BOSTON -- Sex workers in Massachusetts would effectively be safe from arrest and prosecution under a new bill filed this session by a Newton representative, and local lawmakers have mixed feelings on it.
The bill, which had a hearing on Tuesday before the Legislature's Judiciary Committee, would get rid of the criminal penalties issued against prostitutes. The sex industry would remain inherently criminal, however -- pimps and johns could still face criminal charges or penalties, according to the sponsor, Democratic Rep. Kay Khan.
"Many victims of commercial sexual exploitation continue to be arrested and incarcerated for prostitution-related crimes, only to return to prostitution without receiving any help for the trauma they have endured," Khan said, "often due to lack of income, substance use disorders or coercion."
She said the bill aims to end the "traumatizing effect" that arrests can have on sex workers.
"Incarceration and arrests are not the answer and our state statute should reflect that," she said of the population.
Acton Sen. Jamie Eldridge and Leominster Rep. Natalie Higgins have signed onto the bill as co-sponsors, along with about 20 other Democrats.
Higgins has been active at various levels of the rape-prevention movement for the past decade. She called criminal justice reform aimed at protecting community members who can be considered victims and exploited -- including sex workers -- an important conversation to have.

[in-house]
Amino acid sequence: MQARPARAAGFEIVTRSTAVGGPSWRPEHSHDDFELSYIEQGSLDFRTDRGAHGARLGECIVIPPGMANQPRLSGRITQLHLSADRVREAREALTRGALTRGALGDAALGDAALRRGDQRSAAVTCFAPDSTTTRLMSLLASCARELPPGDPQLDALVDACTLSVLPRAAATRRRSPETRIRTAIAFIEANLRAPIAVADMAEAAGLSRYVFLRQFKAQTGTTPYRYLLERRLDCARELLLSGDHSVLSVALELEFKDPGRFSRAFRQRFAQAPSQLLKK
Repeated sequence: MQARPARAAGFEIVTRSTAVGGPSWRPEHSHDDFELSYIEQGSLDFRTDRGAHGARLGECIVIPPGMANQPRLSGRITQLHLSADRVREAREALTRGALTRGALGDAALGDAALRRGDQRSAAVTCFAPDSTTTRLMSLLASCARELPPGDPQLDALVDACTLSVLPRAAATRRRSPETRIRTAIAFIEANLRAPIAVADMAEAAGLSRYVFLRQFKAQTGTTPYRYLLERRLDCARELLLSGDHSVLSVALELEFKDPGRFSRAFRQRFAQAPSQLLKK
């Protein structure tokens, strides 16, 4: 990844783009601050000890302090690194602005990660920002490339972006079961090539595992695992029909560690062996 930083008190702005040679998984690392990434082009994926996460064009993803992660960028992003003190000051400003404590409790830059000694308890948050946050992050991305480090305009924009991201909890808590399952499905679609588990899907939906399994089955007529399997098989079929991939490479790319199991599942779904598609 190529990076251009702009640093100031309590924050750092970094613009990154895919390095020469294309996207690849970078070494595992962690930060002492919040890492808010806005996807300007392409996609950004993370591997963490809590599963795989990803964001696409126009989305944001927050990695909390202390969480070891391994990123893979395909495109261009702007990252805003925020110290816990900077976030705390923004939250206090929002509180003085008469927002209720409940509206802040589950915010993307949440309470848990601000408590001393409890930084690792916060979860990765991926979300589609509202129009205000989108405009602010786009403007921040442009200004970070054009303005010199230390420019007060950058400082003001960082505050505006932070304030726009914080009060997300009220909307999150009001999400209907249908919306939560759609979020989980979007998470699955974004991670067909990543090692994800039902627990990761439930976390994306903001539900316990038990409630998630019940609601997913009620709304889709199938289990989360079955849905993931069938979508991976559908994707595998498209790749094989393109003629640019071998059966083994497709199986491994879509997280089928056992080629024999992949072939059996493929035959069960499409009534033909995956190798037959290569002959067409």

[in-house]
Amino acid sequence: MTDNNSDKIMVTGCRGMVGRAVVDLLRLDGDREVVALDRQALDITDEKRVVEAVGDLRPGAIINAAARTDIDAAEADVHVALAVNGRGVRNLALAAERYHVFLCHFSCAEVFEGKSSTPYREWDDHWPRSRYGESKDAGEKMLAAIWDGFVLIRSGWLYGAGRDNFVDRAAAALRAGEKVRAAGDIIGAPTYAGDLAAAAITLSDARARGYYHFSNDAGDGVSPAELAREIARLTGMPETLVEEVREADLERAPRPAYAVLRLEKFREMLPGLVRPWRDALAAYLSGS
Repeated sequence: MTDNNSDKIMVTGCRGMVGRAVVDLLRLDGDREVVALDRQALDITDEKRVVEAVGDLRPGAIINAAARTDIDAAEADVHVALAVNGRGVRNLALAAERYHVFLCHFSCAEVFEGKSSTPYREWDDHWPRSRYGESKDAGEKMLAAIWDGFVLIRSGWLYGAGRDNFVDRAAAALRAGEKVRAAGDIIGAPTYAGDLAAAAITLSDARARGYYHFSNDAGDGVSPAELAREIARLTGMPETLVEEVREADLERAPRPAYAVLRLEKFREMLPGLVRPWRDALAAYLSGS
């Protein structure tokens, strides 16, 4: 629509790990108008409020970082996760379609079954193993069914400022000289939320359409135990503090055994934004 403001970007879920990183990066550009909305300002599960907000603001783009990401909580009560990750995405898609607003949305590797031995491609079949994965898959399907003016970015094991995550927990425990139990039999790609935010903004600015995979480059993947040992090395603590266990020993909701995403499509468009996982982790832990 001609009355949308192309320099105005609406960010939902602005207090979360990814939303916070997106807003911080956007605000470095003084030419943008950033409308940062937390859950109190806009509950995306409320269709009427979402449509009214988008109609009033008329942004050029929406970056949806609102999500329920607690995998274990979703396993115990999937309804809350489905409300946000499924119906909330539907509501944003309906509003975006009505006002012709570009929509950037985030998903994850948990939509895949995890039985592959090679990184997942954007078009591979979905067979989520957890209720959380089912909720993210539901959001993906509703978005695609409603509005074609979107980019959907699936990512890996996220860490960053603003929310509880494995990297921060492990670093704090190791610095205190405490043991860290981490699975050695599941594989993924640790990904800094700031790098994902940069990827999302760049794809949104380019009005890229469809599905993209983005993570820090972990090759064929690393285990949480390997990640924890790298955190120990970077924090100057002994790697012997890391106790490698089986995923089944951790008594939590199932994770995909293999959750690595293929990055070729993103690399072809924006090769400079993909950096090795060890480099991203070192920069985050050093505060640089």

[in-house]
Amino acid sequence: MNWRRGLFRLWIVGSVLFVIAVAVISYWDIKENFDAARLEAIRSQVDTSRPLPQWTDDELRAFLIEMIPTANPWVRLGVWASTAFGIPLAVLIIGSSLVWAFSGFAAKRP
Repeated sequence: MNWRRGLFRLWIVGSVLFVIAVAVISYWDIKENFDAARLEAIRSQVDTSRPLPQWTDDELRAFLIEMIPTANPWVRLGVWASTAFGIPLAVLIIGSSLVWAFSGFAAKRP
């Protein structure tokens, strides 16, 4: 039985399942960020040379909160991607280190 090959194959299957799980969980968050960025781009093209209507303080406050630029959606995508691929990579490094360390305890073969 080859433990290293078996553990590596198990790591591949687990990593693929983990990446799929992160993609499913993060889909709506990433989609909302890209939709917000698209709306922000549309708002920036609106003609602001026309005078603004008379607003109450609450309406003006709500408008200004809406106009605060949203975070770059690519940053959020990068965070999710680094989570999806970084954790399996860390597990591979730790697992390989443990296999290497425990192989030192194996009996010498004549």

"How do we get them into the right kind of programming and help them get their feet on the ground without them having a criminal record, which can prevent them from getting any other job?" Higgins said.
She referenced diversion programs available to former sex workers.
Democratic Lowell Rep. Thomas Golden said more social services should be put in place to protect sex workers, many of whom are trafficked against their will or became addicted to drugs.
"It's admirable what (Khan) is trying to do, especially with the disgracefulness of tracking and with people that do that," Golden said, adding that the Legislature should "attack this problem in a different way."
Instead of decriminalizing the act of prostitution, Golden said, courts should have more decision-making power in ruling whether a sex worker was trafficked against their will.
"I think, bring the person in to make sure that they are not being trafficked or (check if) they have a drug problem," Golden said.
Khan's bill is similar to the so-called "Nordic model" for decriminalized prostitution, which has been employed in Sweden since 1999. Canada, France and Norway utilize similar models in their prostitution laws.
Within the United States, Nevada has legalized prostitution -- with regulations -- in most counties.
The Massachusetts Legislature passed a comprehensive human trafficking bill in 2011, which established the Interagency Human Trafficking Policy Task Force and gave the Attorney General's Office more tools to crack down on traffickers.
However, the current statutes still allow a minor to be arrested for prostitution-related crimes, according to Khan's office. Her bill would not allow minors or adults who have been "exploited" to be charged for prostitution offenses.
Khan estimates that the state spends upward of $1 million each year incarcerating women for prostitution crimes., Sun reporter Aaron Curtis contributed to this report.
Follow J.D. Capelouto on Twitter @jdcapelouto.